A secretive network of Republican donors is heading to the Palm Springs area for a long weekend in January, but it will not be to relax after a hard-fought election — it will be to plan for the next one.
Koch Industries, the longtime underwriter of libertarian causes from the Cato Institute in Washington to the ballot initiative that would suspend California’s landmark law capping greenhouse gases, is planning a confidential meeting at the Rancho Las Palmas Resort and Spa to, as an invitation says, “develop strategies to counter the most severe threats facing our free society and outline a vision of how we can foster a renewal of American free enterprise and prosperity.”
The invitation, sent to potential new participants, offers a rare peek at the Koch network of the ultrawealthy and the politically well-connected, its far-reaching agenda to enlist ordinary Americans to its cause, and its desire for the utmost secrecy.
Koch Industries, a Wichita-based energy and manufacturing conglomerate run by the billionaire brothers Charles and David Koch, operates a foundation that finances political advocacy groups, but tax law protects those groups from having to disclose much about what they do and who contributes.
With a personalized letter signed by Charles Koch, the invitation to the four-day Rancho Mirage meeting opens with a grand call to action: “If not us, who? If not now, when?”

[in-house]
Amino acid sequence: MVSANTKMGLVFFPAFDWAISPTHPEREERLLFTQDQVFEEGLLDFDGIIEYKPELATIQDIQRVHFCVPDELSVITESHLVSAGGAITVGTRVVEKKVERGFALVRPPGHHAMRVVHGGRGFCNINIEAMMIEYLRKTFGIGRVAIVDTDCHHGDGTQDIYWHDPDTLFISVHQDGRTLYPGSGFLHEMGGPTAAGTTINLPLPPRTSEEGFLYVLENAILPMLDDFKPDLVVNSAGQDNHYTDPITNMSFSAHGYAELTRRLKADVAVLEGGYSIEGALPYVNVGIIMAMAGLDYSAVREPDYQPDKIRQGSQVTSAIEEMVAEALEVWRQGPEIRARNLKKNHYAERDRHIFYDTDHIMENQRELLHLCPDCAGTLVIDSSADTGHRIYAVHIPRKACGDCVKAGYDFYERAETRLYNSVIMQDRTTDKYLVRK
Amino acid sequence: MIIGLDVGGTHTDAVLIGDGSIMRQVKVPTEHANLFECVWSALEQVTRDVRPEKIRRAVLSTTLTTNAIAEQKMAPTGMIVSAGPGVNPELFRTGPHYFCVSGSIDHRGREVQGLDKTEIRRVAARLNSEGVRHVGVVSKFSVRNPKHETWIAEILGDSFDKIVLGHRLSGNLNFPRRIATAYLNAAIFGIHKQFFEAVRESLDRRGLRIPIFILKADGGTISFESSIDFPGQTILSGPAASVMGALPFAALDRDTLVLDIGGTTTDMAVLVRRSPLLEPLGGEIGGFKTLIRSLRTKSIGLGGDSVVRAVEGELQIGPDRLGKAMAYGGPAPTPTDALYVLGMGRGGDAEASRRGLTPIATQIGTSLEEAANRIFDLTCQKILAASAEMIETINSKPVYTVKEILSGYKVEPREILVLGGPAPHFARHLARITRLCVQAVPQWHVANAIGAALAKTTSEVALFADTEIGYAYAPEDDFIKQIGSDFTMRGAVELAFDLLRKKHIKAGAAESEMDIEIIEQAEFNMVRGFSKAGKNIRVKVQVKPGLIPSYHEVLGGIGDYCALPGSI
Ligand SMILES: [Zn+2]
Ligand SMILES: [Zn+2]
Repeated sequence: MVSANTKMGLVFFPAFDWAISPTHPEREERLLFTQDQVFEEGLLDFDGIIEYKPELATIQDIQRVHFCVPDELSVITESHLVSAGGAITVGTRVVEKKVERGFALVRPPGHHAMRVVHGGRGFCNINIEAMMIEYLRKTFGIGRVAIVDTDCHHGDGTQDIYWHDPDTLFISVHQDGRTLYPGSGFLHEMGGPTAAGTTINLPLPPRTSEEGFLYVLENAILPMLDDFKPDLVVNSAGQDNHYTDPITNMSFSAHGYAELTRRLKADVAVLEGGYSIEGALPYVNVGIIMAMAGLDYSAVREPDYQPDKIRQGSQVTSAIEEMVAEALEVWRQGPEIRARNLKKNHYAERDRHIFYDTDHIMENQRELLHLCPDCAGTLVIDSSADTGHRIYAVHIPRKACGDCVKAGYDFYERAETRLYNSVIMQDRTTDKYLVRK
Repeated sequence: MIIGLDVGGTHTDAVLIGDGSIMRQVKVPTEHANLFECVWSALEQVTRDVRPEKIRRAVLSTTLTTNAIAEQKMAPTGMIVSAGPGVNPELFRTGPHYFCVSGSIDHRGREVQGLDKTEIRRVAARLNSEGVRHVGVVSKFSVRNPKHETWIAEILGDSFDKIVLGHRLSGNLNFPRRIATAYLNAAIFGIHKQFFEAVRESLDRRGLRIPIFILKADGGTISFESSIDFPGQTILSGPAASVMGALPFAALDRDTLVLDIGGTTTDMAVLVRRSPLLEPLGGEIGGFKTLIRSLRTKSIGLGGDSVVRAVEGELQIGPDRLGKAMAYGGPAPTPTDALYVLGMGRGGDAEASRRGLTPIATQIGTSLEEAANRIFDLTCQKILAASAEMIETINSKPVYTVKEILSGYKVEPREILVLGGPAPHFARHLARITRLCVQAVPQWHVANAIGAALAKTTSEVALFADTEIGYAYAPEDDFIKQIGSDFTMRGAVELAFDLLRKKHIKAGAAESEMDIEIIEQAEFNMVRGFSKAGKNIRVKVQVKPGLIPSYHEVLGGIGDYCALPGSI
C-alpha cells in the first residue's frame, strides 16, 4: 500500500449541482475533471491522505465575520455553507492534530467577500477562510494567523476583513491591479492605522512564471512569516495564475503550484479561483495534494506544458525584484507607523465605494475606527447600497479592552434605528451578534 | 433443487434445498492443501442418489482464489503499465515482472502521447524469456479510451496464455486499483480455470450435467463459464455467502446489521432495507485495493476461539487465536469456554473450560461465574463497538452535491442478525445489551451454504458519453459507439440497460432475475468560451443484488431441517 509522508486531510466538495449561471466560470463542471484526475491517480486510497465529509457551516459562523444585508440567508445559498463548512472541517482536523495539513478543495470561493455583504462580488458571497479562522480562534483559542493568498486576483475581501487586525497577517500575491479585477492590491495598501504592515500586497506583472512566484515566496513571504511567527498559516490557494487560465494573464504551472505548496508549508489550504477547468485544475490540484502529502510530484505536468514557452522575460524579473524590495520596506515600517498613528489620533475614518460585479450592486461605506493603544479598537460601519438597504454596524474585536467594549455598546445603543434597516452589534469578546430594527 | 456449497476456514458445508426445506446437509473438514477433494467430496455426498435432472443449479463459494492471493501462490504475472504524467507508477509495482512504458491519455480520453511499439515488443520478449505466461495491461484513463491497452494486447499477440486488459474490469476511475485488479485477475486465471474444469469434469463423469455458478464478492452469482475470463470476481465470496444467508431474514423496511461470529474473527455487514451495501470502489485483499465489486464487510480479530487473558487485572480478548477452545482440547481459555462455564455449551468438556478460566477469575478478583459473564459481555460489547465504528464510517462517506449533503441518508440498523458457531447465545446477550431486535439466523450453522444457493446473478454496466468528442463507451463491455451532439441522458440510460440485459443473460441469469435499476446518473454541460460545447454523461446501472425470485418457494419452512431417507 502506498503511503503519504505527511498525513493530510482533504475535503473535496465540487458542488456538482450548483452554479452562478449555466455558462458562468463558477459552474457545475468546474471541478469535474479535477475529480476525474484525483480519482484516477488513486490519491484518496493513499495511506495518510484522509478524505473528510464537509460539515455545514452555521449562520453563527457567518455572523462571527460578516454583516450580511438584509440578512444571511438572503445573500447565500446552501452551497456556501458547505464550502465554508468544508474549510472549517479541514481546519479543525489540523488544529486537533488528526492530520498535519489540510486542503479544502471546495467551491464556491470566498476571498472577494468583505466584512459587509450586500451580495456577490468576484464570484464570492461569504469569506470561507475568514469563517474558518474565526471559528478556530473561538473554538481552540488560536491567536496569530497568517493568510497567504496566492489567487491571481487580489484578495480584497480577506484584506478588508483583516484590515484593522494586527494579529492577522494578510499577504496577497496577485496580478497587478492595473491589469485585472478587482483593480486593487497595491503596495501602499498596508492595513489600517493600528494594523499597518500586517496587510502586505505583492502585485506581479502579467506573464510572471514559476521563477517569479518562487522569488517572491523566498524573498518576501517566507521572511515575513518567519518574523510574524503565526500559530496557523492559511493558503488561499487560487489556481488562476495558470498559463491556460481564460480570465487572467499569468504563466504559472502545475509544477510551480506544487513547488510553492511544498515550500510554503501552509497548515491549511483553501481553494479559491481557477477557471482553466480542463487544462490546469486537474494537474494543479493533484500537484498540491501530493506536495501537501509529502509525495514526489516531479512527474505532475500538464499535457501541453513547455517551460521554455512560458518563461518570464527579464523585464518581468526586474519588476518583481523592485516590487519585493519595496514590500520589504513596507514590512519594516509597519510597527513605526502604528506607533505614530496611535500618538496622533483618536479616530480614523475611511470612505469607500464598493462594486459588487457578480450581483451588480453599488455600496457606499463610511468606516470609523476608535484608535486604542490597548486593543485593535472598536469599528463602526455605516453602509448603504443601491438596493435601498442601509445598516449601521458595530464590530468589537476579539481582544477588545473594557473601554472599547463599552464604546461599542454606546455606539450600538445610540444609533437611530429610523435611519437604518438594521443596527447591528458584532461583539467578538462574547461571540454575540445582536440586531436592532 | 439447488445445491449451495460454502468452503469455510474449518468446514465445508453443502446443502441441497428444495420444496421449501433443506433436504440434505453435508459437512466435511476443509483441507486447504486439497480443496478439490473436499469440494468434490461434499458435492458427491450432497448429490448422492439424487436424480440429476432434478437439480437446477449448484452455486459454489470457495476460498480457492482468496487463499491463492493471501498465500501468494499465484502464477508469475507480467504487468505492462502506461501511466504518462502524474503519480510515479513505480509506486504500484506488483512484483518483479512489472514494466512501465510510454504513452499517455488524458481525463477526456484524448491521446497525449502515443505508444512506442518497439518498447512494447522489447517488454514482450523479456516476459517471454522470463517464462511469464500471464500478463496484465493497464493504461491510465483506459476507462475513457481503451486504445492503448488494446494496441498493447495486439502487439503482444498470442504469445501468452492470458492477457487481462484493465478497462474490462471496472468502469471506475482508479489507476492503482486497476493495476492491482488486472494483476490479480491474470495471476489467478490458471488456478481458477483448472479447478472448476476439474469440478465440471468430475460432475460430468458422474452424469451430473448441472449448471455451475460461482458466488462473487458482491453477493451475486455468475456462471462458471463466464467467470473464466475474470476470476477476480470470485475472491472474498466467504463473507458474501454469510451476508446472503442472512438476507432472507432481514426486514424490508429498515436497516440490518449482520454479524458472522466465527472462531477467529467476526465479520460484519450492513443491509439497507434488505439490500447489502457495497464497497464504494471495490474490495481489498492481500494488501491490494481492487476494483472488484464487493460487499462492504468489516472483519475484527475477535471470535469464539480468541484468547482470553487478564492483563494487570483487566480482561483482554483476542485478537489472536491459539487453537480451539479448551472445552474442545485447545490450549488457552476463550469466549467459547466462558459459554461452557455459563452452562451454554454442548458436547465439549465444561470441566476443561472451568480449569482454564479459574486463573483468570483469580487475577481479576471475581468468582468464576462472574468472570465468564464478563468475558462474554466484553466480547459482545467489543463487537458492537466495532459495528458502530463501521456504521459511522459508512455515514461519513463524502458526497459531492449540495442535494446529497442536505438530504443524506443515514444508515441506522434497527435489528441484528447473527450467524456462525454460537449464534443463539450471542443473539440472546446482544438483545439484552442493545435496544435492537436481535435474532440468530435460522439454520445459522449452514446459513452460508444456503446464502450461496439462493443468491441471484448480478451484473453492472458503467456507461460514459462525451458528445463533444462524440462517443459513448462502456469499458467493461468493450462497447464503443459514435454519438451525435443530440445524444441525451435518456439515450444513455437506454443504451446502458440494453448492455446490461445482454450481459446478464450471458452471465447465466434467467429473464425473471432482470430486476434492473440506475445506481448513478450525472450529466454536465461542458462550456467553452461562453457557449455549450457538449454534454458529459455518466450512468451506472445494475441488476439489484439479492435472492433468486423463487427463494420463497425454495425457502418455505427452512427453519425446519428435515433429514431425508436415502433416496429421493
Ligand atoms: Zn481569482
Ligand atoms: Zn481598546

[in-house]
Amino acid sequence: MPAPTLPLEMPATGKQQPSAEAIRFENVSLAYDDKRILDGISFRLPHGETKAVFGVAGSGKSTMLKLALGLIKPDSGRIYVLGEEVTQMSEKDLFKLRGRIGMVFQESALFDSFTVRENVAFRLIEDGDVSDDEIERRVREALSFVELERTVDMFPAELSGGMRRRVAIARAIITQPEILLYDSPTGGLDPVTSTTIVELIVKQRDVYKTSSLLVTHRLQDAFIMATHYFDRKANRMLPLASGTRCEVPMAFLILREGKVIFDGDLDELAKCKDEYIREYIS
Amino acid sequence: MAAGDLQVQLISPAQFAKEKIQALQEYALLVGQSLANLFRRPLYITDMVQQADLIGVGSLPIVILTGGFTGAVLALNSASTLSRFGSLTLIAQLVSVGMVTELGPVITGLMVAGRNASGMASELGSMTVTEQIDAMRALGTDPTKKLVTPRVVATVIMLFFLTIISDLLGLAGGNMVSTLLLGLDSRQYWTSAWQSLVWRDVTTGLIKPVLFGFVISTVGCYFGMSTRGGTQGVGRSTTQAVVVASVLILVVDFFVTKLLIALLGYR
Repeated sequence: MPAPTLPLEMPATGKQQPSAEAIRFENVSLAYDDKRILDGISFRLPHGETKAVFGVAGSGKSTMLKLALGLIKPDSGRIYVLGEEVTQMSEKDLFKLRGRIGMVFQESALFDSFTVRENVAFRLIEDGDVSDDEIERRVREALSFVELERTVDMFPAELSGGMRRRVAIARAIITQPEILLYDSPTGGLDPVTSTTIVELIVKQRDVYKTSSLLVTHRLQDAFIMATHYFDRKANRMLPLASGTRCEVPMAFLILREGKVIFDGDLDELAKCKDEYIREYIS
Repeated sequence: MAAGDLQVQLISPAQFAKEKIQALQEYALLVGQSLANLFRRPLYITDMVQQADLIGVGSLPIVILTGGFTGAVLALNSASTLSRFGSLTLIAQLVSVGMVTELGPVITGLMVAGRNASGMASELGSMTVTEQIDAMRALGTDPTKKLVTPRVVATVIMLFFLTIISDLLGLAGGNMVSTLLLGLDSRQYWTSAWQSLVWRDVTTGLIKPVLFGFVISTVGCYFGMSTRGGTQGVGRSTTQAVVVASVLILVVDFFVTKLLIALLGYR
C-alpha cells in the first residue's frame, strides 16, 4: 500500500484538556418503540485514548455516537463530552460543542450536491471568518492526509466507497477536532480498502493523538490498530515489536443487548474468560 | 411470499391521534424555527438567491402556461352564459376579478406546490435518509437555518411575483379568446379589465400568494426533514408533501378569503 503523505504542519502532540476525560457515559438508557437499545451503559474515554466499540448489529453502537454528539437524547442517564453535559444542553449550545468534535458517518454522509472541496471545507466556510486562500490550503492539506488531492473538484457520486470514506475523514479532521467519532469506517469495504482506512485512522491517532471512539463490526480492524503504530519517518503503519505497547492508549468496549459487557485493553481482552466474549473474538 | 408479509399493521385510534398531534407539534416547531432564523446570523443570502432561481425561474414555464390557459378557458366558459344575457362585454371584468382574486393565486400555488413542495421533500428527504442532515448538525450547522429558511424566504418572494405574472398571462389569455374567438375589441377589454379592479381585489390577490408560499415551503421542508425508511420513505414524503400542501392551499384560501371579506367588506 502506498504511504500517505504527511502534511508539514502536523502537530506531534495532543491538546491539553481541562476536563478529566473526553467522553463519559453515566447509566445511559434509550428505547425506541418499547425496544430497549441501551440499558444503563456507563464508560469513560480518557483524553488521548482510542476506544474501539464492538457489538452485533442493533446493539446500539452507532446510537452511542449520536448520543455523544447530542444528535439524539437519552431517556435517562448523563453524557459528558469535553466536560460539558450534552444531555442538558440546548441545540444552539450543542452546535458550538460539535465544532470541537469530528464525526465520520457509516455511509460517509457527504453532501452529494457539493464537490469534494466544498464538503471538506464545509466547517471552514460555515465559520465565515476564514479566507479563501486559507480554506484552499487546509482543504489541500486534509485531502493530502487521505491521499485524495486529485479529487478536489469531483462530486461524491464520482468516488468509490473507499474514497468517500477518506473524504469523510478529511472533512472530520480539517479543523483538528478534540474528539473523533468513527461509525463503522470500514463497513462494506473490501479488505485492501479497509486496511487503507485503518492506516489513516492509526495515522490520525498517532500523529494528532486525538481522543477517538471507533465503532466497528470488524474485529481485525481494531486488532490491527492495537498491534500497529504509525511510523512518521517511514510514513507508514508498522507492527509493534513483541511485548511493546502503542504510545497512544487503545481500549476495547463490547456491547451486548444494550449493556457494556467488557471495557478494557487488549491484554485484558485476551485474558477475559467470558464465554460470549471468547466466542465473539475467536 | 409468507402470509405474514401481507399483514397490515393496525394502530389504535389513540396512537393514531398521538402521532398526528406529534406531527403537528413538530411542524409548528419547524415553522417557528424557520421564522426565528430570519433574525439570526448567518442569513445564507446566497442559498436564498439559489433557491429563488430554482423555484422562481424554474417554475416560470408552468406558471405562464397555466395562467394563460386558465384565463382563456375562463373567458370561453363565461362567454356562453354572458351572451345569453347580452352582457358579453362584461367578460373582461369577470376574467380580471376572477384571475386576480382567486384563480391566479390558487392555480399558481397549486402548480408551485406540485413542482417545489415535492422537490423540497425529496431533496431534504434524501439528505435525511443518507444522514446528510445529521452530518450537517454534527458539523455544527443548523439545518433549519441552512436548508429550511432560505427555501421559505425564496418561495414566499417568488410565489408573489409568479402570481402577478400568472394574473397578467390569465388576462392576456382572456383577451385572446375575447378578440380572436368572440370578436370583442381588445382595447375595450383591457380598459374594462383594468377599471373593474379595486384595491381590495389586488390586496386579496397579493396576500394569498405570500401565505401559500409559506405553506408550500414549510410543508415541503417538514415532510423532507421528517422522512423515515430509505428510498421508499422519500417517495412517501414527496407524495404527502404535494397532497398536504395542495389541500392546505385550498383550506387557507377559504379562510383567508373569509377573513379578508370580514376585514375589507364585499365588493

The Koch network meets twice a year to plan and expand its efforts — as the letter says, “to review strategies for combating the multitude of public policies that threaten to destroy America as we know it.”
Those efforts, the letter makes clear, include countering “climate change alarmism and the move to socialized health care,” as well as “the regulatory assault on energy,” and making donations to higher education and philanthropic organizations to advance the Koch agenda.
The Kochs also seek to cultivate Americans’ growing concern about the growth of government: at the most recent meeting, in Aspen, Colo., in June, some of the wealthiest people in America listened to a presentation on “a vision of how we can retain the moral high ground and make the new case for liberty and smaller government that appeals to all Americans, rich and poor.”
The goals for the twice-yearly meetings, the brochure says, include attracting more investors to the cause, but also building institutions “to identify, educate and mobilize citizens” and “fashioning the message and building the education channels to re-establish widespread belief in the benefits of a free and prosperous society.”
Charles Koch, whose wealth Forbes magazine calculates at about $21.5 billion, argues in his letter that “prosperity is under attack by the current administration and many of our elected officials.” He repeatedly warns about the “internal assault” and “unrelenting attacks” on freedom and prosperity. A brochure with the invitation underscores that to the Koch network, “freedom” means freedom from taxes and government regulation. Mr. Koch warns of policies that “threaten to erode our economic freedom and transfer vast sums of money to the state.”
The Kochs insist on strict confidentiality surrounding the California meetings, which are entitled “Understanding and Addressing Threats to American Free Enterprise and Prosperity.” The letter advises participants that it is closed to the public, including the news media, and admonishes them not to post updates or information about the meeting on the Web, blogs, social media or traditional media, and to “be mindful of the security and confidentiality of your meeting notes and materials.”